Even if we question the spending priorities of this austerity government, the sheer incompetence of the purchase order is astonishing, especially given the mass amount of money being wasted.  Lockheed-Martin’s F-35 was the first, and only, warplane the government even considered buying, with no open bidding or competition for the contract. The government merely took the recommendation of the Department of National Defence (DND) at face value with no other research or investigation having taken place. This letter, recently released by the Auditor-General, is hardly a thoroughgoing review of the pros and cons of a purchase worth tens of billions of dollars. In fact, the letter is only 160-words long, and contains such in-depth analysis such as claiming the plane has “very very low observable stealth capabilities.” The no-bid contract makes it impossible to know if the DND could have found a jet possessing very, very, very low observable stealth capabilities, but perhaps it is best the generals’ propensity for adjectives not be tested anymore than it already clearly was.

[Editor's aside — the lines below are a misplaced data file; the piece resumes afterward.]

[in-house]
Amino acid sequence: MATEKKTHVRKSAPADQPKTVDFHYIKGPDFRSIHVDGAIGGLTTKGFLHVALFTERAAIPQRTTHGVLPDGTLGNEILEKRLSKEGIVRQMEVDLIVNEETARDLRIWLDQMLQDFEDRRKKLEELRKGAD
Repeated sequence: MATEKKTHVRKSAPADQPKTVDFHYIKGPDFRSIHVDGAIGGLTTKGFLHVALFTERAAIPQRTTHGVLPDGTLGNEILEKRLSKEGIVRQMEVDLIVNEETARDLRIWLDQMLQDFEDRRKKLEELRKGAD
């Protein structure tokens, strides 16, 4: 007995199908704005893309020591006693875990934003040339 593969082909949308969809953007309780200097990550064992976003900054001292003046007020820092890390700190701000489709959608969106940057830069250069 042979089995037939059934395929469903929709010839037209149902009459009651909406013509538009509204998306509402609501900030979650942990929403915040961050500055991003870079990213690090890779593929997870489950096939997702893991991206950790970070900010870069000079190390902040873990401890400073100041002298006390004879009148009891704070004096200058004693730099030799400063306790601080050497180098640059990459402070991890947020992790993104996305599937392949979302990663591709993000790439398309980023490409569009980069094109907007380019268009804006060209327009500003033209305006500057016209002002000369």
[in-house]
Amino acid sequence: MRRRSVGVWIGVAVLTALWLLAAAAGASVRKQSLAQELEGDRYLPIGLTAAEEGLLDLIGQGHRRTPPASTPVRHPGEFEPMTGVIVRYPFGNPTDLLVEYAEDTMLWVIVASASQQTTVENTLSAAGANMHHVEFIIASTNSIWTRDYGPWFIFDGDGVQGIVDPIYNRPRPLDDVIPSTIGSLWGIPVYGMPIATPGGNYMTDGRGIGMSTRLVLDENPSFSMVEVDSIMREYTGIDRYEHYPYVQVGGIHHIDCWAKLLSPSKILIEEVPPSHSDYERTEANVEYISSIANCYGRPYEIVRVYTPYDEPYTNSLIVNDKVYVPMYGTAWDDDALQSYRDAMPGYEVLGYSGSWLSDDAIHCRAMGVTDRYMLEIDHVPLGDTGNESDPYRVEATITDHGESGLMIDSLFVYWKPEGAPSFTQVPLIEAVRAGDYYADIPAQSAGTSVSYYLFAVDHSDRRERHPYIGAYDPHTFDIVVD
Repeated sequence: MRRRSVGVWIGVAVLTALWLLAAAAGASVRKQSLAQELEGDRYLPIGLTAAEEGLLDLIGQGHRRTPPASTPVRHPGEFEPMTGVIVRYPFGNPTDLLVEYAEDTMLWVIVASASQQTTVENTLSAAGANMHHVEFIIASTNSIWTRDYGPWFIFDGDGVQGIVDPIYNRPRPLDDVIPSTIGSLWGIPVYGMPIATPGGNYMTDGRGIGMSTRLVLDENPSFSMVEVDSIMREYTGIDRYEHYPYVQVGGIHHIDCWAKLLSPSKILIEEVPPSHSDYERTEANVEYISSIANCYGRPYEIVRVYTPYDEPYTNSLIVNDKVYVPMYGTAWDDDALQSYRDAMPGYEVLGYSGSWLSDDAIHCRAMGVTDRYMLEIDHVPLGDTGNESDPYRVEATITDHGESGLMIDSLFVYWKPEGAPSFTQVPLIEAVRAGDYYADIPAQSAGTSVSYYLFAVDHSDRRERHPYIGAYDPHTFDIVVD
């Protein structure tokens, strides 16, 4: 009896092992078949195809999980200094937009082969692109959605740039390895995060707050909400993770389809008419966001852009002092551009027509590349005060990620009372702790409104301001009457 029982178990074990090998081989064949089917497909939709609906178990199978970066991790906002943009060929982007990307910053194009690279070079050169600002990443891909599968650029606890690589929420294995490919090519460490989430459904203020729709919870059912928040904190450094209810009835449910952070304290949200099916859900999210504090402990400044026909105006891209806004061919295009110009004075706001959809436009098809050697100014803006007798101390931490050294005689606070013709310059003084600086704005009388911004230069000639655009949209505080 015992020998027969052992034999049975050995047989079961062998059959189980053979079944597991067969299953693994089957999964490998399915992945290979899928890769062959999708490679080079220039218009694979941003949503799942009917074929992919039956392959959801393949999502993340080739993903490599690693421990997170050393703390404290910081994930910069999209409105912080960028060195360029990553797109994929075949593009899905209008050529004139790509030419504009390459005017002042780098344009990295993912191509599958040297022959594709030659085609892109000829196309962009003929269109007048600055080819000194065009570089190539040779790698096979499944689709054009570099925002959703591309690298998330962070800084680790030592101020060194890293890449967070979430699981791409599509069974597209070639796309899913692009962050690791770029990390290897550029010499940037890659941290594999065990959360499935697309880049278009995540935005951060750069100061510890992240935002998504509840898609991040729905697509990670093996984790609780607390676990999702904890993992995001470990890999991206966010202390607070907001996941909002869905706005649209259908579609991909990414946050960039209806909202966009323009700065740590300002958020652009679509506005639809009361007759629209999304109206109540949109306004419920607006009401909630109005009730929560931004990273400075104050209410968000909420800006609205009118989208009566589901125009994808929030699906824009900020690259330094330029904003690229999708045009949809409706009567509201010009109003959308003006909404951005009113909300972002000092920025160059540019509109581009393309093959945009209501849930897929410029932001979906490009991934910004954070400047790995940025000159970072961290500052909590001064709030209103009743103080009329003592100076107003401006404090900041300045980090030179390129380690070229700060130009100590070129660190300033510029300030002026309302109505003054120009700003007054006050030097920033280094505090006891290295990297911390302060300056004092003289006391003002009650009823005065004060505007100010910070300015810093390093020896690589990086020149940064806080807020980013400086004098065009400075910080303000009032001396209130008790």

Despite the federal government publicly claiming that the jets would “only” cost $9-billion, the Auditor-General’s report revealed that internally, the government had been using the figure of $16-billion. MacKay announced that the $7-billion discrepancy was because the internal numbers included the costs of pilots, maintenance, and fuel for the jets. Apparently the Tories thought the public only needed to know how much jets cost if they never have to leave the ground; but jets, much like the Defence minister himself apparently, are built to fly.